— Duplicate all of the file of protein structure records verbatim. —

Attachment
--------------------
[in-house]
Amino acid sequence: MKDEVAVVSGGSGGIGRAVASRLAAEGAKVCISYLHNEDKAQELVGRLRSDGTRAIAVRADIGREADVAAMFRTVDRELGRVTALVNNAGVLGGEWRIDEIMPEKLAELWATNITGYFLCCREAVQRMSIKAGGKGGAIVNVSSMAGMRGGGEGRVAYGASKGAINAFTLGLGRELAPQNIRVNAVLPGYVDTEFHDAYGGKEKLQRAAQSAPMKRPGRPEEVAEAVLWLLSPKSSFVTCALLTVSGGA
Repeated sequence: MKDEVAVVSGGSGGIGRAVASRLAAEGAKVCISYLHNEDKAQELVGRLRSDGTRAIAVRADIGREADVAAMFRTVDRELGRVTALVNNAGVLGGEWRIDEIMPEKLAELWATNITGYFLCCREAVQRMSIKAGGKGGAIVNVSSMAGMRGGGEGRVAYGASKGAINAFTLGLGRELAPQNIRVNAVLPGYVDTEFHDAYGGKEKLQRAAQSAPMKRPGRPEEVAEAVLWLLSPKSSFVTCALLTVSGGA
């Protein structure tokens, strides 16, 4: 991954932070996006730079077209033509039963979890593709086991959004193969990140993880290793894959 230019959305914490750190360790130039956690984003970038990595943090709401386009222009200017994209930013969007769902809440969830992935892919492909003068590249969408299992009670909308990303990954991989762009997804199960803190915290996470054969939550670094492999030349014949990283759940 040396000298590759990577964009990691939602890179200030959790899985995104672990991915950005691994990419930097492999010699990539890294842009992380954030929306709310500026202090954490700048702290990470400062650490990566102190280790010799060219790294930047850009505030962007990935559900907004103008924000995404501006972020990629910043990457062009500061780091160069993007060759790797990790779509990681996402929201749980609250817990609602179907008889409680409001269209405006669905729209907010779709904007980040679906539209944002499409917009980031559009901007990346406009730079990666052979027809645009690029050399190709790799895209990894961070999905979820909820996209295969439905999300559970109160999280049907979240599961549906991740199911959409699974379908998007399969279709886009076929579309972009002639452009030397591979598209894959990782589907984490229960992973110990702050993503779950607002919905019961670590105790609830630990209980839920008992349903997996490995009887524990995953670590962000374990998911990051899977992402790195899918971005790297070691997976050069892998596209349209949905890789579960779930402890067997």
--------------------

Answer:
[in-house]
Amino acid sequence: MKDEVAVVSGGSGGIGRAVASRLAAEGAKVCISYLHNEDKAQELVGRLRSDGTRAIAVRADIGREADVAAMFRTVDRELGRVTALVNNAGVLGGEWRIDEIMPEKLAELWATNITGYFLCCREAVQRMSIKAGGKGGAIVNVSSMAGMRGGGEGRVAYGASKGAINAFTLGLGRELAPQNIRVNAVLPGYVDTEFHDAYGGKEKLQRAAQSAPMKRPGRPEEVAEAVLWLLSPKSSFVTCALLTVSGGA
Repeated sequence: MKDEVAVVSGGSGGIGRAVASRLAAEGAKVCISYLHNEDKAQELVGRLRSDGTRAIAVRADIGREADVAAMFRTVDRELGRVTALVNNAGVLGGEWRIDEIMPEKLAELWATNITGYFLCCREAVQRMSIKAGGKGGAIVNVSSMAGMRGGGEGRVAYGASKGAINAFTLGLGRELAPQNIRVNAVLPGYVDTEFHDAYGGKEKLQRAAQSAPMKRPGRPEEVAEAVLWLLSPKSSFVTCALLTVSGGA
């Protein structure tokens, strides 16, 4: 991954932070996006730079077209033509039963979890593709086991959004193969990140993880290793894959 230019959305914490750190360790130039956690984003970038990595943090709401386009222009200017994209930013969007769902809440969830992935892919492909003068590249969408299992009670909308990303990954991989762009997804199960803190915290996470054969939550670094492999030349014949990283759940 040396000298590759990577964009990691939602890179200030959790899985995104672990991915950005691994990419930097492999010699990539890294842009992380954030929306709310500026202090954490700048702290990470400062650490990566102190280790010799060219790294930047850009505030962007990935559900907004103008924000995404501006972020990629910043990457062009500061780091160069993007060759790797990790779509990681996402929201749980609250817990609602179907008889409680409001269209405006669905729209907010779709904007980040679906539209944002499409917009980031559009901007990346406009730079990666052979027809645009690029050399190709790799895209990894961070999905979820909820996209295969439905999300559970109160999280049907979240599961549906991740199911959409699974379908998007399969279709886009076929579309972009002639452009030397591979598209894959990782589907984490229960992973110990702050993503779950607002919905019961670590105790609830630990209980839920008992349903997996490995009887524990995953670590962000374990998911990051899977992402790195899918971005790297070691997976050069892998596209349209949905890789579960779930402890067997």